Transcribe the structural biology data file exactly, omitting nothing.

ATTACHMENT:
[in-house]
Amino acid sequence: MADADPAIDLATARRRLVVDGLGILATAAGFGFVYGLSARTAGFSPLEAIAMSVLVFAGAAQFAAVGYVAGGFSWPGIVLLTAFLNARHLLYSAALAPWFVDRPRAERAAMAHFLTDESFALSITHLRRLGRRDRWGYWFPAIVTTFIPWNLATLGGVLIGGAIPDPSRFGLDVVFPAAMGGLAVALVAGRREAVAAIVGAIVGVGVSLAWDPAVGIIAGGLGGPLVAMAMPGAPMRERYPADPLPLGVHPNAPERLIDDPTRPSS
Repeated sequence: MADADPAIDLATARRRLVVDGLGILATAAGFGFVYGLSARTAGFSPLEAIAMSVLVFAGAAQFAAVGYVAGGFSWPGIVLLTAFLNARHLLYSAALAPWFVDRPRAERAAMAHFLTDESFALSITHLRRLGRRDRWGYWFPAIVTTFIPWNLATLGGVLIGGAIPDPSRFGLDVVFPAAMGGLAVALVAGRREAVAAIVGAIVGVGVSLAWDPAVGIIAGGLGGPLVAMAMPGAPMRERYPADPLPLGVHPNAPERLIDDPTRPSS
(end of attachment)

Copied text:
[in-house]
Amino acid sequence: MADADPAIDLATARRRLVVDGLGILATAAGFGFVYGLSARTAGFSPLEAIAMSVLVFAGAAQFAAVGYVAGGFSWPGIVLLTAFLNARHLLYSAALAPWFVDRPRAERAAMAHFLTDESFALSITHLRRLGRRDRWGYWFPAIVTTFIPWNLATLGGVLIGGAIPDPSRFGLDVVFPAAMGGLAVALVAGRREAVAAIVGAIVGVGVSLAWDPAVGIIAGGLGGPLVAMAMPGAPMRERYPADPLPLGVHPNAPERLIDDPTRPSS
Repeated sequence: MADADPAIDLATARRRLVVDGLGILATAAGFGFVYGLSARTAGFSPLEAIAMSVLVFAGAAQFAAVGYVAGGFSWPGIVLLTAFLNARHLLYSAALAPWFVDRPRAERAAMAHFLTDESFALSITHLRRLGRRDRWGYWFPAIVTTFIPWNLATLGGVLIGGAIPDPSRFGLDVVFPAAMGGLAVALVAGRREAVAAIVGAIVGVGVSLAWDPAVGIIAGGLGGPLVAMAMPGAPMRERYPADPLPLGVHPNAPERLIDDPTRPSS